When asked why they knit for others, the women shrug off the suggestion that they’re doing something out of the ordinary. After all, knitting and volunteering have always gone hand in hand, they said — and, they added, it’s a Jewish thing to do.

“Judaism is giving,” said Susan Schaffer, who learned to knit at age 11. “It’s a form of charity,” said Ann Fitilis — Schaffer’s sister — who found out about the group through a newspaper ad.

“It’s helping those in need,” said Schaffer, “whether they want it or not,” added her sister.

Then there’s the social aspect of the work.

“We are all on different levels, and we help each other out,” said Shelley Rosenthal, who knitted as a child and then didn’t pick it up again for another 25 years. “If you have a question, you can go to a store or you can come here.”

It’s not just knitting questions, though, that get answered during the circle time, which runs about 90 minutes. Given the variety of topics the women discuss, inevitably a question about Jewish holidays or kosher food or even religious practice comes up. At that point, they turn to the Lubins for guidance. 

‘Something tangible’

While the women’s skills and talents create the items, it’s the donations of skeins of yarn from Lion Brand Yarn that allow them the opportunity to fulfill the knitting mitzva.

Founded in 1878 by Ruben Blumenthal, the company remains family-owned and community-oriented.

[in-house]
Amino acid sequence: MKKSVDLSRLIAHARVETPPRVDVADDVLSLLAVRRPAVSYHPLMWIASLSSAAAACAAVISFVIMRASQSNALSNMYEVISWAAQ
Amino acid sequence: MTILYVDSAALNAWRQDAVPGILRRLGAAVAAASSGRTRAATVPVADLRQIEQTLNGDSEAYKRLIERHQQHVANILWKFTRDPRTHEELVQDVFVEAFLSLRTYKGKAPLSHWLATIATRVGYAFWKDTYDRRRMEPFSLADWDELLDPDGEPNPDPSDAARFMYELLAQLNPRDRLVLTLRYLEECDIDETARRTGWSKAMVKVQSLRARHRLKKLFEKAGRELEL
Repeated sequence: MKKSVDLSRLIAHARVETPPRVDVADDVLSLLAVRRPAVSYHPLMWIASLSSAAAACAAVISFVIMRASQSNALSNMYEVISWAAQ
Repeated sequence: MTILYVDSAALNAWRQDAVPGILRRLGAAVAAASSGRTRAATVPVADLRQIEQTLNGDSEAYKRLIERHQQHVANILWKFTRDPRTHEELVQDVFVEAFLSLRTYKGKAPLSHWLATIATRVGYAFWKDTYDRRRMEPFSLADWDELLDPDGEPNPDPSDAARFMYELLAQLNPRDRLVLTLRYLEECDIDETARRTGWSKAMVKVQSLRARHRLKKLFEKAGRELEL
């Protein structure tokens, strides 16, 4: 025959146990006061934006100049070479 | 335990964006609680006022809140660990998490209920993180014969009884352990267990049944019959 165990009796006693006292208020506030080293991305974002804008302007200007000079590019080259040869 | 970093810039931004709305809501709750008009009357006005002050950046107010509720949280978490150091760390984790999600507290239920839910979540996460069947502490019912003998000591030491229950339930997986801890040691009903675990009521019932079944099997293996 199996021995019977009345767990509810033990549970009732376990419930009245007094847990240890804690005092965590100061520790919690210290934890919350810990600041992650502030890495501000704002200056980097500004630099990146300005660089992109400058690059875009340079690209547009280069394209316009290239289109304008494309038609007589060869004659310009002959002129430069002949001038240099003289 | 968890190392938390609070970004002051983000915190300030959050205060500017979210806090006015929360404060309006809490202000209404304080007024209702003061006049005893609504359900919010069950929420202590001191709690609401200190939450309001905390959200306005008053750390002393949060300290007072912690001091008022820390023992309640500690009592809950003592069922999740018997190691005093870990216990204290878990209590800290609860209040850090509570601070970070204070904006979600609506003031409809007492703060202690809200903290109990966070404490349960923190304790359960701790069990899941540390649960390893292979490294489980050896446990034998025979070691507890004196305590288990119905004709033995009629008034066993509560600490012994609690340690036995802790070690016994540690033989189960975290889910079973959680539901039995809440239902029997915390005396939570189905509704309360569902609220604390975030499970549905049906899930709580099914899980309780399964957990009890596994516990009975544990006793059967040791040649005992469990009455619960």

“We’ve been donating yarn to charity and to groups knitting for charity for as long as people have asked us to,” says David Blumenthal, president and CEO of Lion Brand, which is based in Carlstadt. “We’re a family business, and the values our fathers and grandfathers passed down to us include giving tzedaka, so this was simply part of the culture from the beginning.”

The company even has a “Charity Connector” on its website, with free patterns, “how to” articles, and lists of charities that knit for others so people can sign up.

“Our purpose is to help knitters and crocheters find ways of enjoying their craft,” said Blumenthal. “It isn’t just about selling yarn.” Knitters, he added, “are people who enjoy the act of giving.”

The women at the Chabad Knitting Circle agreed.

“I love it — I absolutely love it,” exclaimed Sheila Wolfensohn. “I feel very blessed,” she said, to be able to give back through knitting.

The group’s newest member, Ruth Greenwald, who has been knitting and designing sweaters, socks, shawls, and baby wear for many years, said, “I have always liked the idea of charity knitting where I don’t know the recipient and the recipient doesn’t know me. I want to do my best work, [so] I knit for tzedaka as I would knit for me and mine.

“It’s important for me to give something tangible,” Greenwald said. “I hope that recipients of my work love their scarves, keep warm with them, and feel that someone took extra care to make them something lovely.”

That, she added, “is my own version of tzedaka.”

Parts of this article originally appeared on